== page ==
5 Things You Should Know About Orchestras and Blind Auditions

Unless you were going completely off the grid this week, you probably heard about the now-infamous “Google memo“.  Written by a (since fired) 28 year old software engineer at Google, the memo is a ten page long document where the author lays out his beliefs about why gender gaps in tech fields continue to exist. While the author did not succeed in getting any policies at Google changed, he did manage to kick off an avalanche of hot takes examining whether the gender/tech gap is due to nature (population level differences in interests/aptitude) or nurture (embedded social structures that make women unwelcome in certain spaces). I have no particular interest in adding another take to the pile, but I did see a few references to the “blind orchestra auditions study” that reminded me I had been wanting to write about that one for a while, to deep dive in to a few things it did or did not say.

For those of you who don’t know what I’m talking about, here’s the run down: back in the 1970s, top orchestras in the US were 5% female. By the year 2000, the were up to almost 30% female. Part of the reason for the change was the introduction of “blind auditions”, where the people who were holding tryouts couldn’t see the identity of the person trying out. This finding normally gets presented without a lot of context, but it’s good to note someone actually did decided to study this phenomena to see if the two things really were related or not. They got their hands on all of the tryout data for quite a few major orchestras (they declined to name which ones, as it was part of the agreement of getting the data) and tracked what happened to individual musicians as they tried out. This led to a data set that had overall population trends, but also could be used to track individuals. You can download the study here, but these are my highlights:

  1. Orchestras are a good place to measure changing gender proportions, because orchestra jobs don’t change. Okay, first up is an interesting “control your variables” moment. One of the things I didn’t realize about orchestras (though may be should have) is that the top ones have not changed in size or composition in years. So basically, if you suddenly are seeing more women, you know it’s because the proportion of women overall is increasing across many instruments. In the words of the authors ” An increase in the number of women from, say, 1 to 10, cannot arise because the number of harpists (a female-dominated instrument), has greatly expanded. It must be because the proportion female within many groups has increased.”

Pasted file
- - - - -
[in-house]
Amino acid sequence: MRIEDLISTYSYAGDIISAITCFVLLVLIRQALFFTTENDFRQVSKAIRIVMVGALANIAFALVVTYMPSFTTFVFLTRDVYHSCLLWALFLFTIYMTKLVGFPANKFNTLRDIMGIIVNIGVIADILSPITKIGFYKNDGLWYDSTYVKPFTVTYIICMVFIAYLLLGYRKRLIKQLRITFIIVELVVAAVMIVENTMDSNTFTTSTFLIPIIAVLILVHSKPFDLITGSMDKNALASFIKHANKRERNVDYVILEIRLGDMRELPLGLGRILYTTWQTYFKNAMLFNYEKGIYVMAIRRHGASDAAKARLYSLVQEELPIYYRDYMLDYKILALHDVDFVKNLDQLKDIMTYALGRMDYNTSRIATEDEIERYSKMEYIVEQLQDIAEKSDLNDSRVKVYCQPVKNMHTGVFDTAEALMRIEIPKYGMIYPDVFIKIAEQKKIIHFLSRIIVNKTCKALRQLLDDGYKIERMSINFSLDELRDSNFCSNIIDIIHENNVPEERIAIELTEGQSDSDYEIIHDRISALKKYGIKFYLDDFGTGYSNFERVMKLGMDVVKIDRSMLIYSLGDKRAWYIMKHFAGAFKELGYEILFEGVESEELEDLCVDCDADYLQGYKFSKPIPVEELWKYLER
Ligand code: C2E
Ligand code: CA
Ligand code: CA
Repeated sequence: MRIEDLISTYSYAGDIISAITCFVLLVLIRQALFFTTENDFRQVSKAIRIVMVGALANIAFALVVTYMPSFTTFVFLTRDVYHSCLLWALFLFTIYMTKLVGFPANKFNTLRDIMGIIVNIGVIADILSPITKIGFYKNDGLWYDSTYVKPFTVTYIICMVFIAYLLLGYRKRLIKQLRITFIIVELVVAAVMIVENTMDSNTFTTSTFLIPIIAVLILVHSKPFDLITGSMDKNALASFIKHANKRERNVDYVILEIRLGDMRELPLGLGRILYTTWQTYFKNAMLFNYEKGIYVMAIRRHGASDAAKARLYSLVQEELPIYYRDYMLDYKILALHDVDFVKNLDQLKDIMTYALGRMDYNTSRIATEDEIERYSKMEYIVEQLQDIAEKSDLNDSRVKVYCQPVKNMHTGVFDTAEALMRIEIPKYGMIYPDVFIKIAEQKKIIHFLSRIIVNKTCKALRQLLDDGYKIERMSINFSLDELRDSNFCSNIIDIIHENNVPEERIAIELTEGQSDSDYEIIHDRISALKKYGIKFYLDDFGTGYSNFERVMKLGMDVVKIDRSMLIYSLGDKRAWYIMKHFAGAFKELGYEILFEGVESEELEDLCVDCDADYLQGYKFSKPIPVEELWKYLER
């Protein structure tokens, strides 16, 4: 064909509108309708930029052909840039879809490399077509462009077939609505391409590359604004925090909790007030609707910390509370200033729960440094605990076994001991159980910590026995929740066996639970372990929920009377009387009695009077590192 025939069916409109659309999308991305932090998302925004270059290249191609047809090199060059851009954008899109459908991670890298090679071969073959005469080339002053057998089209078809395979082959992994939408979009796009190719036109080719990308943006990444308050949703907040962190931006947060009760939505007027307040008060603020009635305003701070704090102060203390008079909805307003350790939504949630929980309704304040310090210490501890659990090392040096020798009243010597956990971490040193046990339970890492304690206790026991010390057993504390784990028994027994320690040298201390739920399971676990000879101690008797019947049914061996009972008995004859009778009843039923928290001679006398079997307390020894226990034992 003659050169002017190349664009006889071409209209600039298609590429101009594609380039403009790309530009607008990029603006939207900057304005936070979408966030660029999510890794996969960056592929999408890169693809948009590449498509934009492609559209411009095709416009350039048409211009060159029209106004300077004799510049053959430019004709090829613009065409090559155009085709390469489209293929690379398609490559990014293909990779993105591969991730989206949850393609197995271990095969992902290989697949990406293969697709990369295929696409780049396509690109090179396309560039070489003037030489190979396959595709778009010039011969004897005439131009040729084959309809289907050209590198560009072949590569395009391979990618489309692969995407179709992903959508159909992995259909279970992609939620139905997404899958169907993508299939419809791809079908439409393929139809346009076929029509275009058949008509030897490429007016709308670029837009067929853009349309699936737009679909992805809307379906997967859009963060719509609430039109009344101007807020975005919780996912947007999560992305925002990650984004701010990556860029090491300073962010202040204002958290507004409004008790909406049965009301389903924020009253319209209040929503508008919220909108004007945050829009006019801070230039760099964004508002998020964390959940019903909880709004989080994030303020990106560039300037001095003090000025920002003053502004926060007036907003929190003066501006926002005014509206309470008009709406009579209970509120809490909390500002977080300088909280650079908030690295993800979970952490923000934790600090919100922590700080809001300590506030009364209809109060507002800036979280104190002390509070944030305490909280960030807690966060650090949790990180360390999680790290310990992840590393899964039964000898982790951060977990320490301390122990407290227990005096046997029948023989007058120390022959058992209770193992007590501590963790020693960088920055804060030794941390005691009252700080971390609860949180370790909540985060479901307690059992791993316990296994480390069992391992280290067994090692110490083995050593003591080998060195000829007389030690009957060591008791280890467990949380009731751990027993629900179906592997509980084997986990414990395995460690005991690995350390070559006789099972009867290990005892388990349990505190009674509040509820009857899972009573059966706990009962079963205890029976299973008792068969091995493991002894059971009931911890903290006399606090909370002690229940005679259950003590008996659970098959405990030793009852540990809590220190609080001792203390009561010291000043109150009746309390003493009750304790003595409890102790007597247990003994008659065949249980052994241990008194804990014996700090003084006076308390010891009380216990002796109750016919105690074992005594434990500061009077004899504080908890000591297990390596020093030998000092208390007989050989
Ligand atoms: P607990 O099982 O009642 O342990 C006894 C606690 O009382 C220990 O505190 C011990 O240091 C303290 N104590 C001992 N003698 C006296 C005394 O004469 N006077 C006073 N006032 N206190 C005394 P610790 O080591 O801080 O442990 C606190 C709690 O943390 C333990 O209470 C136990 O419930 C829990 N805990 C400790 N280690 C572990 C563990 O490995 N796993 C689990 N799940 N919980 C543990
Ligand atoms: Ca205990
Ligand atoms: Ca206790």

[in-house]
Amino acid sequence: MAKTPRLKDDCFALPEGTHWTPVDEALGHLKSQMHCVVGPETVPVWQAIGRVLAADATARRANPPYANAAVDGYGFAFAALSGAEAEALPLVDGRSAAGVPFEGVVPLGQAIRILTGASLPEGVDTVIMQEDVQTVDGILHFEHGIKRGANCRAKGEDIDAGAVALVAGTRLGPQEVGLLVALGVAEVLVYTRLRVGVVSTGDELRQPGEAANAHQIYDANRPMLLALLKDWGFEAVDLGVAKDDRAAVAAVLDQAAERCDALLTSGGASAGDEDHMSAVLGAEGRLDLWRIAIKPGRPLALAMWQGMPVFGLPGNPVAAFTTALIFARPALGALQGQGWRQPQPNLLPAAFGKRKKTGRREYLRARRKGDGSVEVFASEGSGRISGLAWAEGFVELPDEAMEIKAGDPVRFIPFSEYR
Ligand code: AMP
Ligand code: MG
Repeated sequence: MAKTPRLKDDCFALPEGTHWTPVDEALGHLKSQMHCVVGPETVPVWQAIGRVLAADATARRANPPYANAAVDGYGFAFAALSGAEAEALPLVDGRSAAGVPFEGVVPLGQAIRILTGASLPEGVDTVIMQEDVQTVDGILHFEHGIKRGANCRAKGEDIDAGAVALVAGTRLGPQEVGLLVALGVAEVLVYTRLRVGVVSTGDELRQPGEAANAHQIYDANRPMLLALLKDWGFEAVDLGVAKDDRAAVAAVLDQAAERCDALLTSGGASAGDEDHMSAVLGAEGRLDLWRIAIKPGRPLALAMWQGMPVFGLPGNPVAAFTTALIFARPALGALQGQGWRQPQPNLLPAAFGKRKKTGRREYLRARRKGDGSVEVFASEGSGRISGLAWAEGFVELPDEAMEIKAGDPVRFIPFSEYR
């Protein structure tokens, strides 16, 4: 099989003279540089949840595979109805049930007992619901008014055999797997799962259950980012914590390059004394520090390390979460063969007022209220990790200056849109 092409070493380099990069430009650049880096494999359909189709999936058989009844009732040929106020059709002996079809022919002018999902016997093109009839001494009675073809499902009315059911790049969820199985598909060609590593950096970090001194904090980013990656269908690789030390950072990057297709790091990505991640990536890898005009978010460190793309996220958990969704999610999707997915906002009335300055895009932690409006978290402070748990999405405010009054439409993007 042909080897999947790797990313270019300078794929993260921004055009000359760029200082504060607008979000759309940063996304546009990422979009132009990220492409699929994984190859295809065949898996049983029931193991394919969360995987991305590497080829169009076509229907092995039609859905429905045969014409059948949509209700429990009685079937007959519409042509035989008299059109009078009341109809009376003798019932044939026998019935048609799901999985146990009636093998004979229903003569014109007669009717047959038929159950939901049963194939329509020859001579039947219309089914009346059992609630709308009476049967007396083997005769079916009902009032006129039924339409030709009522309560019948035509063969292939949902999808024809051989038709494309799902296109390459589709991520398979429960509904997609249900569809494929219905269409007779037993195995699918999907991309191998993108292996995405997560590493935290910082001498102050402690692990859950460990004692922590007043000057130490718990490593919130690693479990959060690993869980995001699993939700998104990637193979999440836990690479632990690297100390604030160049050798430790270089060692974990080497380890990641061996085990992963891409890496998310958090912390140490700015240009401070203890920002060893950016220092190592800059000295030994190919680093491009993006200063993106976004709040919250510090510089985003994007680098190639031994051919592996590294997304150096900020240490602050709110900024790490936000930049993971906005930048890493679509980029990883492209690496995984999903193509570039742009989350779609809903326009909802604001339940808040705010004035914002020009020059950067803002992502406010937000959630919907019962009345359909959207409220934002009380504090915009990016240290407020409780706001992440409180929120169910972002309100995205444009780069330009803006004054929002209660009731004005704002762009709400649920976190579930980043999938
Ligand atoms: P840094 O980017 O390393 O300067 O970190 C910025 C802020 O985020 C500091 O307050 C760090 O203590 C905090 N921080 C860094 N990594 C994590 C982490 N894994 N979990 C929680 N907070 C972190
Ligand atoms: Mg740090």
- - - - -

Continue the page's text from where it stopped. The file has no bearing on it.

2. Blind auditions weren’t necessarily implemented to cut down on sexism. Since this study is so often cited in the context of sexism and bias, I had not actually ever read why blind auditions were implemented in the first place. Interestingly, according to the paper written about it, the actual initial concern was nepotism. Basically, orchestras were filled with their conductors students, and other potentially better players were shut out. When they opened the auditions up further, they discovered that when people could see who was auditioning, they still showed preferential treatment based on resume. This is when they decided to blind the audition, to make sure that all preconceived notions were controlled for. The study authors chose to focus on the impact this had on women (in their words) “Because we are able to identify sex, but no other characteristics for a large sample, we focus on the impact of the screen on the employment of women.”
  3. Blinding can help women out Okay, so first up, the most often reported findings: blind auditions appear to account for about 25% of the increase in women in major orchestras. When they studied individual musicians, they found that women who tried out in blind and non-blind auditions were more successful in the blinded auditions. They also found that having a blind final round increased the chances a woman was picked by about 33%. This is what normally gets reported, and it is a correct reporting of the findings.
  4. Blinding doesn’t always help women out One of the more interesting findings of the study that I have not often seen reported: overall, women did worse in the blinded auditions. As I mentioned up front, the study authors had the data for groups and for individuals, and the findings from #3 were pulled from the individual data. When you look at the group data, we actually see the opposite effect. The study authors suggest one possible explanation for this: adopting a “blind” process dropped the quality of the female candidates. This makes a certain amount of sense. If you sense you are a borderline candidate, but also think there may be some bias against you, you would be more likely to put your time in to an audition where you knew the bias factor would be taken out. Still, that result interested me.
  5. The effects of blinding can depend on the point in the process Even after controlling for all sorts of factors, the study authors did find that bias was not equally present in all moments. For example, they found that blind auditions seemed to help women most in preliminary and final rounds, but it actually hurt them in the semi-final rounds. This would make a certain amount of sense….presumably people doing the judging may be using different criteria in each round, and some of those may be biased in different ways than others. Assuming that all parts of the process work the same way is probably a bad assumption to make.